Lughnasadh 2041

I am engaged in building a future for my kids out of this mess of a present, largely created by my parents’ generation. One of the most wearing aspects of this project is not giving in to despair. Merely seeing what might be good — or even survivable — is difficult. So from time to time I write stories that might be true in the future. This is a near-future harvest season reverie, perhaps a diary entry from a typical mid-century Vermont householder. There are many similarities with today, though you might notice the weather is changed.

It is Lughnasadh season and the full Hay Moon. Hay-making and grain harvest are largely behind us — though maize is still to come, and sweet corn is a daily harvest along with the cucumbers, beans and peppers that flow out of the garden in trencher-fulls. Herbs are mostly cut and drying wherever there is dry air space to hang them. Garlic and onions are curing in the conservatory heat. The potatoes are in sand in the cold cellar. Strawberries, early raspberries, cherries, peaches, and plums are turned into jewel-toned jams in the basement. Tomatoes are joining them eight pints at a time — whole, sauce, and chutney. The summer squash and eggplant are being churned into frozen breads and casseroles. The blossoms on the winter squash are being turned into beer-battered fritters. It is almost time to seed the garden for fall foods. Peas, carrots, broccoli, cauliflower, and cabbages. Probably some rutabagas and radishes. It’s time to pay close attention to the apple trees. Some may be coming ripe already, but these early fruiting varieties are usually just good for sauce. And maybe not even that. They’re really best at pollinating the autumn harvest.

It is blueberry season. Time to climb the hills and gather the wild berries. And maybe search out some mushrooms and sweetgrass while there. In the orchard the blueberry hedge is busy. The ripening fruits range from lime green hard nuggets to fat musty blue water balloons. The birds and rodents are generally defeating our best efforts to keep them off. The rodents, at least, don’t like chile oil sprayed on the fruits. But then neither do most humans. The birds don’t care about taste. They just know that dark, juicy fruit means sugar. So it’s hard to keep them off without netting, and netting injures more than it dissuades. Plus, humans can’t harvest through the nets. In truth, beaks and claws are better than fingers for getting through the mesh. But taking the netting off to pick the berries often means it doesn’t go back on — and a rather annoying number of twigs, leaves and unripe berries fall off in the removal.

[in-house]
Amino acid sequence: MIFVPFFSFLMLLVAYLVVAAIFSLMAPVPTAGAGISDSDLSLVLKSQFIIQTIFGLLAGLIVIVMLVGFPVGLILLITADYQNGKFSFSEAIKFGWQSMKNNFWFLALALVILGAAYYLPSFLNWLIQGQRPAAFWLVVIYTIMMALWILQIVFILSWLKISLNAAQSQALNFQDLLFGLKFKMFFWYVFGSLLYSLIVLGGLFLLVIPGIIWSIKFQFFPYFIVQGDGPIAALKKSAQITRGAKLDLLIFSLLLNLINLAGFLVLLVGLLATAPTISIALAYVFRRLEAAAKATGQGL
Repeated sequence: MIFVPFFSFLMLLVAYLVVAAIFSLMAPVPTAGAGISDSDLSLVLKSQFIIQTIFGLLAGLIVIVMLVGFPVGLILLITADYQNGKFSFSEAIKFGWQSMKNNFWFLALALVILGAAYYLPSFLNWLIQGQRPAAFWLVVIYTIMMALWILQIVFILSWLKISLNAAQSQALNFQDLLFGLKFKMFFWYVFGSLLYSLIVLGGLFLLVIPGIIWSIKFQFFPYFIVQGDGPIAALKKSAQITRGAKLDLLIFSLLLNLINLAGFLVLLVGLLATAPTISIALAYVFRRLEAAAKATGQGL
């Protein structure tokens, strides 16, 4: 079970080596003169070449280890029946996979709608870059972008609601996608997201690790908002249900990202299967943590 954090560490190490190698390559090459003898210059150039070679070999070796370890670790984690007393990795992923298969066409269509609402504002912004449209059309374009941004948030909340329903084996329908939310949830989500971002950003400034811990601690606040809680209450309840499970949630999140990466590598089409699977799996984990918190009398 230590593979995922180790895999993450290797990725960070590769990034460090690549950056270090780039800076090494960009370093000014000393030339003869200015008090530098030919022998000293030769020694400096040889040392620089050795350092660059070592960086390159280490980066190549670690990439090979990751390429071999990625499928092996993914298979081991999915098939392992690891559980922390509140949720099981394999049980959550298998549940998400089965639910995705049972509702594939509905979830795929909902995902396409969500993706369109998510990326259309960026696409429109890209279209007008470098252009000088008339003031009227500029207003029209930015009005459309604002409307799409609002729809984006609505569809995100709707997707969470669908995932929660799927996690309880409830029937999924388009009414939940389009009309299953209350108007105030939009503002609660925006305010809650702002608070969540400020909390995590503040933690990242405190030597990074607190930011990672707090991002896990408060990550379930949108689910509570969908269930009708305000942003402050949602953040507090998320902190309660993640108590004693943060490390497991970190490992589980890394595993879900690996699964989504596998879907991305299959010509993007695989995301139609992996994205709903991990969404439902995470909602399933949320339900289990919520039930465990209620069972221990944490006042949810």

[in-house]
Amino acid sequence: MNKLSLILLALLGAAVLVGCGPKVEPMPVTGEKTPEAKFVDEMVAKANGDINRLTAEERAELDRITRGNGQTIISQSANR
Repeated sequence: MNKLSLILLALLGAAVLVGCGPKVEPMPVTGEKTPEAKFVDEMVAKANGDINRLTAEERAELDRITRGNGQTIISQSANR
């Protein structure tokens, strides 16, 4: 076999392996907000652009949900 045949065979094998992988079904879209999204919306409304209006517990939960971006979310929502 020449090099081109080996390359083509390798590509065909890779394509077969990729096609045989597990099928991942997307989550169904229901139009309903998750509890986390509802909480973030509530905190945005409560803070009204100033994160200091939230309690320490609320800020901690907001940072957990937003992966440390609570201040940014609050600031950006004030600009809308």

It is time to start the culling if there are spring-born animals. Or just irritating males. Most of the little ones are weaned and have feathers and are ready to be adults. It’s time to decide how many can be winter fed. Not many. Goats will turn into too many in just half a year if left to their own devices. Sheep depend upon us to manage their numbers, as we manage the rest of their lives. They’ve co-evolved to be utterly dependent upon humans. Good in many ways, but this means they seem to have a death wish that is really the evidence of human error. Chickens tend to die in the summer stress of heat, dehydration, and daily egg production. So they have problems with reproduction on the other end of the scale. It is the extremely sad time of separating the calves from their mothers. They’re mostly independent now, but like all youngsters they love Mama best. Some farms don’t let them drink mother’s milk at all — mostly to avoid these weeks of selling off the yearlings and listening to the cries of bereft cows. But homesteaders don’t usually have the option of bottle-feeding a calf in the midst of the growing season. So this is the annual black mark on eating dairy. And nobody who has ever lived through this season would claim it mere sentimentality to loathe this task.